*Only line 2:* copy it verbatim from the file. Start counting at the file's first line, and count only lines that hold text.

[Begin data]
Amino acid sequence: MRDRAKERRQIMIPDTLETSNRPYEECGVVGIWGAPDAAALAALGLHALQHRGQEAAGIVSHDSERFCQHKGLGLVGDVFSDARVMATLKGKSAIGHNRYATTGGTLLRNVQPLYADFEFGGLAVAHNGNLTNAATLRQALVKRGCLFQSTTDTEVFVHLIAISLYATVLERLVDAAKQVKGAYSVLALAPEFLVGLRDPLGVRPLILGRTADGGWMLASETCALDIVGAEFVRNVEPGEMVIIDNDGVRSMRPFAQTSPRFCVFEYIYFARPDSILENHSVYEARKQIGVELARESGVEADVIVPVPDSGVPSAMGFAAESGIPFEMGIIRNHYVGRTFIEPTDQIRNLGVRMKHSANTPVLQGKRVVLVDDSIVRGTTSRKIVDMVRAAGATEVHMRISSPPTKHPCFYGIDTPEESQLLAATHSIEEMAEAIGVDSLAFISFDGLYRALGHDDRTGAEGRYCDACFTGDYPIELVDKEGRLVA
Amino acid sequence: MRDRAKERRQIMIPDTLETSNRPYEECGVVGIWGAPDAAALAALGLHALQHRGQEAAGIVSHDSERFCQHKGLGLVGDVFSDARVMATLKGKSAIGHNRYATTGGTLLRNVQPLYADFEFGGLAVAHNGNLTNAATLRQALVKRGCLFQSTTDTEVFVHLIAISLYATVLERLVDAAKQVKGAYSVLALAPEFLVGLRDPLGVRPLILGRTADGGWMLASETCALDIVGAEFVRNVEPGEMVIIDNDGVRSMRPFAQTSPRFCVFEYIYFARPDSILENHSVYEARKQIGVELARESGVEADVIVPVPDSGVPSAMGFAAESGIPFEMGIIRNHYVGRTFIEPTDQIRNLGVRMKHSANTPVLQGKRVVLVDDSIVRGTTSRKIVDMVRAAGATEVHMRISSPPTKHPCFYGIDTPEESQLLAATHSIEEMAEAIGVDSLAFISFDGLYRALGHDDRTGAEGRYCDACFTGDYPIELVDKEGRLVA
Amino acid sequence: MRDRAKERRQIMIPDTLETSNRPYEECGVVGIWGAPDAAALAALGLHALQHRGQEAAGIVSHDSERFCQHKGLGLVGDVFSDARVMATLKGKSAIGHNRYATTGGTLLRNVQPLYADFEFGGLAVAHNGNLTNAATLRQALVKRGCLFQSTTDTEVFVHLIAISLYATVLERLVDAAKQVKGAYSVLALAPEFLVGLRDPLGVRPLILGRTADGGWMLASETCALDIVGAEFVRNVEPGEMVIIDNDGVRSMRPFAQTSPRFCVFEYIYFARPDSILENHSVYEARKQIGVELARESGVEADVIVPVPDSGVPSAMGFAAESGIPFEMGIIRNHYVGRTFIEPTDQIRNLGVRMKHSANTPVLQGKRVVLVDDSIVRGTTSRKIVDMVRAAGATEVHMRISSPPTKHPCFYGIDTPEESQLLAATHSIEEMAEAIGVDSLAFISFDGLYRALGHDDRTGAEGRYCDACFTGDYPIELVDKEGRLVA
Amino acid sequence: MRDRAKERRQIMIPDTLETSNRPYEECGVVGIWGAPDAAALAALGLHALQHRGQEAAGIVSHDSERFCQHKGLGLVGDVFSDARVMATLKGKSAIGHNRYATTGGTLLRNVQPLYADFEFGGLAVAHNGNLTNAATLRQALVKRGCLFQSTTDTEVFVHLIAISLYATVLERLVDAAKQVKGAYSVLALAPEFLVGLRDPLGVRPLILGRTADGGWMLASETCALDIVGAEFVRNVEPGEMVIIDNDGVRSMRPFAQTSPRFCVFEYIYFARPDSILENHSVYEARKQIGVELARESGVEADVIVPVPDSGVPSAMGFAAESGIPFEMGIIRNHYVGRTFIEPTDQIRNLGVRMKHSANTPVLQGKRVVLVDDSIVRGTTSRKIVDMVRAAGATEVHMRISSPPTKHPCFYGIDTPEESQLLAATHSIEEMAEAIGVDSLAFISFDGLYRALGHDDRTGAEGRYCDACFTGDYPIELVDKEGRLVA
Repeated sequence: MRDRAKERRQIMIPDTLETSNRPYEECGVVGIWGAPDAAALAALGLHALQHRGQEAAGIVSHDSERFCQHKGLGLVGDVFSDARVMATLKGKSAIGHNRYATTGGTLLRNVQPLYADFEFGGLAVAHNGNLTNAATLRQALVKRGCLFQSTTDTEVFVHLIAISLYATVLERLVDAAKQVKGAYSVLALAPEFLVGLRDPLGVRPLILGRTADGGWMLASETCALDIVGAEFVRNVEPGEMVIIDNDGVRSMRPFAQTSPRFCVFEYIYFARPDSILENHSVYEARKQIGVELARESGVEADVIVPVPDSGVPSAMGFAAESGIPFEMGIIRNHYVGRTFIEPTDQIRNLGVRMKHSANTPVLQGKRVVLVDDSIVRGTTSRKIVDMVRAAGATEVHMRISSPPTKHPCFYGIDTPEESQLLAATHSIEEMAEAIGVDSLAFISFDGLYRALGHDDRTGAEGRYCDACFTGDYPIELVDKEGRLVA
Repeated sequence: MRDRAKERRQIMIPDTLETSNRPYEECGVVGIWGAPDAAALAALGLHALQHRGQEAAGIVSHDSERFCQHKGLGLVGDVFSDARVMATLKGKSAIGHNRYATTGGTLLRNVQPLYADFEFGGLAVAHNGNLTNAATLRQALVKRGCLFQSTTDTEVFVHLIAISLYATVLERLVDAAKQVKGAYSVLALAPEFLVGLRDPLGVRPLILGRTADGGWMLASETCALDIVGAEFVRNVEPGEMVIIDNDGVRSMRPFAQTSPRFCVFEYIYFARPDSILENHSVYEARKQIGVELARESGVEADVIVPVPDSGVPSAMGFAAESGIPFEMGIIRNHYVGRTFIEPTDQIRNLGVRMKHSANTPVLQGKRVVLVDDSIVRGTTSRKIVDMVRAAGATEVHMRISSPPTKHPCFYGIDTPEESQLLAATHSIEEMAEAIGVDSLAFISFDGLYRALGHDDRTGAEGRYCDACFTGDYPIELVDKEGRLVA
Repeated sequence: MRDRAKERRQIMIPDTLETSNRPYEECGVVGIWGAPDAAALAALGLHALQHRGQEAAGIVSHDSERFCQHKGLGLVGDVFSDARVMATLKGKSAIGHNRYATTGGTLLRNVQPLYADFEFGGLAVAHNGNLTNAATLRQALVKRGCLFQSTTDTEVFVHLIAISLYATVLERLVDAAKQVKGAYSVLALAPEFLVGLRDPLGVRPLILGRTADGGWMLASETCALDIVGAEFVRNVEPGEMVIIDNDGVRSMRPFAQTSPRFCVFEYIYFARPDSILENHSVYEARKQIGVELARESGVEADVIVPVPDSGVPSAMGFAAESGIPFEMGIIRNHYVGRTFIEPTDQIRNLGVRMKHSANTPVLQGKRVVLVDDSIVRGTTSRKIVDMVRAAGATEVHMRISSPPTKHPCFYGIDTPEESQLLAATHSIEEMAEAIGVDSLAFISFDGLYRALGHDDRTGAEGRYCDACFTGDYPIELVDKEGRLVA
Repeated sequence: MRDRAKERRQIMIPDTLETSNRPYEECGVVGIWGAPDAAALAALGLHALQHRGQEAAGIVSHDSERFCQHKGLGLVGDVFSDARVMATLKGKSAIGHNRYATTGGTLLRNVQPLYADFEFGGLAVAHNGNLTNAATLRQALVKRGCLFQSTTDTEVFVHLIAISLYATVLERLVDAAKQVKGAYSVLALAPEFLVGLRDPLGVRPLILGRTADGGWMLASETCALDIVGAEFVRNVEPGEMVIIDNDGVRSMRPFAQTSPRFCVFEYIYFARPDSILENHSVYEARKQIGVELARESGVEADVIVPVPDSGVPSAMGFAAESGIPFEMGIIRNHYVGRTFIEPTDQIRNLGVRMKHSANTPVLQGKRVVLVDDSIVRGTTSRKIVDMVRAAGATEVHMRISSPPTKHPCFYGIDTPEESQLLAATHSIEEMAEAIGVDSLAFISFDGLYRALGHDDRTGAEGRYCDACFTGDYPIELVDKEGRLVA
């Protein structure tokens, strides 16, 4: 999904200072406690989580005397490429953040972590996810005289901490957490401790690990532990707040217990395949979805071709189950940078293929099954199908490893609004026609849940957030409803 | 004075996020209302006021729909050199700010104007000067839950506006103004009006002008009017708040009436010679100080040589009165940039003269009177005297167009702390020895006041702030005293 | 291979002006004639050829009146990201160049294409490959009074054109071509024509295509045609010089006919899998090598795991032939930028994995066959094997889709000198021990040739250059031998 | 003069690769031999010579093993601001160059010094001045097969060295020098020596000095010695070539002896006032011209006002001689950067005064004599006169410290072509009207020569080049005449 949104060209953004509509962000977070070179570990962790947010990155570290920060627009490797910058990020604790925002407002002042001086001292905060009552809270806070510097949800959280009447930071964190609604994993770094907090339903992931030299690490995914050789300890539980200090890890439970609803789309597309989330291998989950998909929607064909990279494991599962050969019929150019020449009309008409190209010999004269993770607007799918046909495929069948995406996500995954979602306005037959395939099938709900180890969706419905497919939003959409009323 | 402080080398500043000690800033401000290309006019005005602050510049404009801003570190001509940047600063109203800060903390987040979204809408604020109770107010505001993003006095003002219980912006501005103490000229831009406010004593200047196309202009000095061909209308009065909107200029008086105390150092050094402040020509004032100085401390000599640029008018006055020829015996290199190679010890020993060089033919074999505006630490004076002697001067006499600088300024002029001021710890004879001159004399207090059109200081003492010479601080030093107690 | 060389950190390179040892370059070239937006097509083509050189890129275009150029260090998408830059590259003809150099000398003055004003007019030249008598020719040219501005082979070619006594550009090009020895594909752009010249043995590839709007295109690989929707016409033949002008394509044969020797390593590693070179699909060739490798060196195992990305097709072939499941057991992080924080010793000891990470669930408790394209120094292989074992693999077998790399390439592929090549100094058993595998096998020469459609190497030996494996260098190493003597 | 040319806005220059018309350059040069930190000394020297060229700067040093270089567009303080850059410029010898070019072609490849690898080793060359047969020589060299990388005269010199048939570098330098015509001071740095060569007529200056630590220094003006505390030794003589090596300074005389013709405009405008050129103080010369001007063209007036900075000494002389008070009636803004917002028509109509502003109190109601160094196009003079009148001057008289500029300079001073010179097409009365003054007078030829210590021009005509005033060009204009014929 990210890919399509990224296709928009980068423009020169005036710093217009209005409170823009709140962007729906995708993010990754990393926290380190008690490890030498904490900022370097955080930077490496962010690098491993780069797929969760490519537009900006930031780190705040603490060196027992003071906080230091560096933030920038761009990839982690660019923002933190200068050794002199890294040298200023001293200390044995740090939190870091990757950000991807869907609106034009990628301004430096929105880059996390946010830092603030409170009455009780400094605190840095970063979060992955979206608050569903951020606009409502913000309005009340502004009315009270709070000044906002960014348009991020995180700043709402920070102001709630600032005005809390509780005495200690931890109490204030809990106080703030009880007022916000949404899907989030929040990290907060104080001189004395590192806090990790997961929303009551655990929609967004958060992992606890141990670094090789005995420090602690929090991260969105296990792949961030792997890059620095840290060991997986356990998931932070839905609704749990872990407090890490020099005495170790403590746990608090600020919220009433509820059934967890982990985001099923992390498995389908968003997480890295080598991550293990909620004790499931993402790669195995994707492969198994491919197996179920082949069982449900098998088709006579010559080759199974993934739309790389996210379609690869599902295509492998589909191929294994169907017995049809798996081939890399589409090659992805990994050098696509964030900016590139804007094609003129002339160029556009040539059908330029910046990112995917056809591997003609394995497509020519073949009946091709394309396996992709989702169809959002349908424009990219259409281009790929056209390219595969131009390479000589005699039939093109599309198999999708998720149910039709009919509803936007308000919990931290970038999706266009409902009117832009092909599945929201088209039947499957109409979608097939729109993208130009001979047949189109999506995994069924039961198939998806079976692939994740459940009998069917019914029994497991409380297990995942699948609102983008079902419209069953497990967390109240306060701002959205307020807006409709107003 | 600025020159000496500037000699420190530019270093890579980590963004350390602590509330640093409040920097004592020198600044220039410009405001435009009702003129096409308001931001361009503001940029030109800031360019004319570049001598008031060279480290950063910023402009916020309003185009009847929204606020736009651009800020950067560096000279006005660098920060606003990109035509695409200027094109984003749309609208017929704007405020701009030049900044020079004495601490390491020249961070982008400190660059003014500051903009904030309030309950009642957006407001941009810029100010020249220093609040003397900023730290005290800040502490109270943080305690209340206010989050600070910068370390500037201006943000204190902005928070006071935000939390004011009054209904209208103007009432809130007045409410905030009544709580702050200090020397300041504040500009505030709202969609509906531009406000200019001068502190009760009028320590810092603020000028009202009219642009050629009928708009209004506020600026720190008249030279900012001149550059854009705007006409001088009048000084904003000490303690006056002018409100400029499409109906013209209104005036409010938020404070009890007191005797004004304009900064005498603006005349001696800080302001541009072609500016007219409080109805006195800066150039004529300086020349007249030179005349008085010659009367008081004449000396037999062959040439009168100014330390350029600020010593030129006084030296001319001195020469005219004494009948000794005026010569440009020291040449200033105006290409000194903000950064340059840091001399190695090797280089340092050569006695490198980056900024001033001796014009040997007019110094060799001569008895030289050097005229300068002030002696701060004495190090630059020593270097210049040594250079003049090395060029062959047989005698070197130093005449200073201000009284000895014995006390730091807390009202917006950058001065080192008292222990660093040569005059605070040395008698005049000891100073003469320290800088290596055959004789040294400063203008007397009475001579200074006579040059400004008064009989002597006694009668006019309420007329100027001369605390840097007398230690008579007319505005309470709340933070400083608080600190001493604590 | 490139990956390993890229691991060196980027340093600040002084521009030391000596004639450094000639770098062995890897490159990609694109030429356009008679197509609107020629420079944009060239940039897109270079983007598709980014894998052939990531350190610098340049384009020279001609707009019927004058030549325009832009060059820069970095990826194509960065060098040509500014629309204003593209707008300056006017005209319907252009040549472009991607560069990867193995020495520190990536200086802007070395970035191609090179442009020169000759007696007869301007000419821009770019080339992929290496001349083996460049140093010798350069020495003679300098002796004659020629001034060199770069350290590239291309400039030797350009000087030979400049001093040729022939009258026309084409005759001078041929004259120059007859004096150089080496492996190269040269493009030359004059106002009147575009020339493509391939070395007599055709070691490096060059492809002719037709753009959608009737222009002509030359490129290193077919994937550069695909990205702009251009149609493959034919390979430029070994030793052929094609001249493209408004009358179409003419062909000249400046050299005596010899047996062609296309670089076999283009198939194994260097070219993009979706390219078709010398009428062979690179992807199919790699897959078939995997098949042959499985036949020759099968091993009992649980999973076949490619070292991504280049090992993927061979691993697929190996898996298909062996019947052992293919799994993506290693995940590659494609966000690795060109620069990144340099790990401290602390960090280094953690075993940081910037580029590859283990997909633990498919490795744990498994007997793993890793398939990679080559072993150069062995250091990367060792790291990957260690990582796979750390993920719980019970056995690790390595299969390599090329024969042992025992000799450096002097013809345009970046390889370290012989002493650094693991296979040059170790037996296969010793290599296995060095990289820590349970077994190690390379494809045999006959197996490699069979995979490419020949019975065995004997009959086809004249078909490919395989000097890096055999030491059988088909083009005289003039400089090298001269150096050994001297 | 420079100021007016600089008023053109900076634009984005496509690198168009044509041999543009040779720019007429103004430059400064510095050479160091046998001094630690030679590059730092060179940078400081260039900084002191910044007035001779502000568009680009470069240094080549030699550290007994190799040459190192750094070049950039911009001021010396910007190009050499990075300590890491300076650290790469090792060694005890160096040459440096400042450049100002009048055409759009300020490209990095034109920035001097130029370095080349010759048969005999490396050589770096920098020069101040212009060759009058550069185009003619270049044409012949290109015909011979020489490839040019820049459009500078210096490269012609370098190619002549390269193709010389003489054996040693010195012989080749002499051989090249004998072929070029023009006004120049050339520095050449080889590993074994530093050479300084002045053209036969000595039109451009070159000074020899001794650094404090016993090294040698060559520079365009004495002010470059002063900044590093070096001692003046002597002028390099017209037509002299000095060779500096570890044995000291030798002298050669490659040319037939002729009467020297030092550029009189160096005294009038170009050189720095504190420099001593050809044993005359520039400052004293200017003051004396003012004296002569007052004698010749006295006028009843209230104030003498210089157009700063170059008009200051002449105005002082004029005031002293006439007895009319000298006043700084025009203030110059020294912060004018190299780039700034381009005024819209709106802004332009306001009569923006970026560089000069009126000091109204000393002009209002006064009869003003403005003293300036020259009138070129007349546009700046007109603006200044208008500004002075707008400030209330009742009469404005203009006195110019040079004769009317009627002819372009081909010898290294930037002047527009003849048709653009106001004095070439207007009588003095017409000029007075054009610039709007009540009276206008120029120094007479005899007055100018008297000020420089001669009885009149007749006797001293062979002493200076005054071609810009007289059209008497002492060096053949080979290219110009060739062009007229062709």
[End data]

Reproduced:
Amino acid sequence: MRDRAKERRQIMIPDTLETSNRPYEECGVVGIWGAPDAAALAALGLHALQHRGQEAAGIVSHDSERFCQHKGLGLVGDVFSDARVMATLKGKSAIGHNRYATTGGTLLRNVQPLYADFEFGGLAVAHNGNLTNAATLRQALVKRGCLFQSTTDTEVFVHLIAISLYATVLERLVDAAKQVKGAYSVLALAPEFLVGLRDPLGVRPLILGRTADGGWMLASETCALDIVGAEFVRNVEPGEMVIIDNDGVRSMRPFAQTSPRFCVFEYIYFARPDSILENHSVYEARKQIGVELARESGVEADVIVPVPDSGVPSAMGFAAESGIPFEMGIIRNHYVGRTFIEPTDQIRNLGVRMKHSANTPVLQGKRVVLVDDSIVRGTTSRKIVDMVRAAGATEVHMRISSPPTKHPCFYGIDTPEESQLLAATHSIEEMAEAIGVDSLAFISFDGLYRALGHDDRTGAEGRYCDACFTGDYPIELVDKEGRLVA